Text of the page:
Currently in our homeschool we are beginning a study of the American Civil War using a Living Books approach, and TruthQuest as a guide. I went to the library last night and found a few excellent books, videos and audio books. The Boys War, A Nation Torn, Lincoln: A Photobiography, and Behind Rebel Lines all look like excellent reads. We will also listen to Little Women on audio and watch the Ken Burns Civil War videos. I can't wait to get started! Lately, I have been working on some TruthQuest history schedules, as well as some easy downloadable notebook pages. I will be uploading to my blog soon!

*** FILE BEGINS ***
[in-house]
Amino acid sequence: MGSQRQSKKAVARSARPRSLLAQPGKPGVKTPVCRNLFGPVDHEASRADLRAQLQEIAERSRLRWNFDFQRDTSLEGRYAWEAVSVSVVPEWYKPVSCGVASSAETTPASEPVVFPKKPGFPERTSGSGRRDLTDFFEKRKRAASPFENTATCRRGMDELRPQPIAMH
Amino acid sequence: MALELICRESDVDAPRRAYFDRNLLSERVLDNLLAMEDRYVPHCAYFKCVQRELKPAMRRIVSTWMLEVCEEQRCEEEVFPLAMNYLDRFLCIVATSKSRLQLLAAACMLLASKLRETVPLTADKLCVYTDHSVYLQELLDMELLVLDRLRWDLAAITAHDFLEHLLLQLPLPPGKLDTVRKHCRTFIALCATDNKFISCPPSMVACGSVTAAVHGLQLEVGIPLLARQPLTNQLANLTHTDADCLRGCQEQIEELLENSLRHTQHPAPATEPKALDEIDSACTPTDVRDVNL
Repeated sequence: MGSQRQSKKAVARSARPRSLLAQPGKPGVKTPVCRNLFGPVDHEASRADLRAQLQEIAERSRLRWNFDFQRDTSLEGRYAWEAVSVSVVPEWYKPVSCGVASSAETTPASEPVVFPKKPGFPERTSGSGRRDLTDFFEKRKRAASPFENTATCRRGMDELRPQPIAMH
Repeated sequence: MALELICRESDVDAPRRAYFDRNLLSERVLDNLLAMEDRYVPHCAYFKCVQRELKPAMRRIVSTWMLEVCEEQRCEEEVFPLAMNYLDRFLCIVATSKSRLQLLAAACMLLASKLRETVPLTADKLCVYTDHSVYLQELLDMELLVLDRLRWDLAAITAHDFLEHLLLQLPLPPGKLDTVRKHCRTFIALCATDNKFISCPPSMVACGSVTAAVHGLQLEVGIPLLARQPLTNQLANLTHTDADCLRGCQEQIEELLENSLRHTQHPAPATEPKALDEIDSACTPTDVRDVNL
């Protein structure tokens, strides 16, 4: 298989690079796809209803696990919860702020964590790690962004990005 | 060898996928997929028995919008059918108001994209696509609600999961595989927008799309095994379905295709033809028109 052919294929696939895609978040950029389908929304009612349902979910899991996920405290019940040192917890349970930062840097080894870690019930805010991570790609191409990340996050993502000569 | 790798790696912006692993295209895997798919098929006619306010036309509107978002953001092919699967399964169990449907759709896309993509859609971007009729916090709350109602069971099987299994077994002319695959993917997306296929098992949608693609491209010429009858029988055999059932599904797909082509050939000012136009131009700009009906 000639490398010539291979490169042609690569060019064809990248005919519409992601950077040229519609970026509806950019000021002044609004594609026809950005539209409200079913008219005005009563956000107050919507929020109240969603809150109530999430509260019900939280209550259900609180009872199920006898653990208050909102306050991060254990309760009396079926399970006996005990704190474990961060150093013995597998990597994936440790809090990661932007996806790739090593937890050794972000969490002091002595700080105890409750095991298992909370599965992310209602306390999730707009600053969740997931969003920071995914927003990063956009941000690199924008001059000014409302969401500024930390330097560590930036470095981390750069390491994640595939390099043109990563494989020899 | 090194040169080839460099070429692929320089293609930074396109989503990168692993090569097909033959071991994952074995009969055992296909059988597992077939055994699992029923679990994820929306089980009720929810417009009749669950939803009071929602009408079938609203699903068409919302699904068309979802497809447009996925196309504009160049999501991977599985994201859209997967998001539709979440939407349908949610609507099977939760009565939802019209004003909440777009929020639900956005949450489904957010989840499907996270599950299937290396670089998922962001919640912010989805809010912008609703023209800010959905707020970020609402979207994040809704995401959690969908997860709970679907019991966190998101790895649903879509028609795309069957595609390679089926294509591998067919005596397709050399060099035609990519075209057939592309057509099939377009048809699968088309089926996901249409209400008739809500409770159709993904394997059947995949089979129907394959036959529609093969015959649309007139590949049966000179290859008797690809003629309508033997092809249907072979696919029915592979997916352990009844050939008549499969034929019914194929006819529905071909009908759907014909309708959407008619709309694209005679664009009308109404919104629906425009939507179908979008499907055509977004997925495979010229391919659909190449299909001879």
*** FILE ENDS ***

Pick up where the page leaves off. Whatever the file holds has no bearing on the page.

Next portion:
For my own education, I am reading a book myself on the topic of women in the Old South called Within the Plantation Household: Black and White Women of the Old South (Gender and American Culture) by Elizabeth FoGenovese. It looks a bit heavy-handedly feminist in perspective, but I expect it to be an interesting read.

OK, that's enough for my first post. I'll be back soon. Be sure and check back!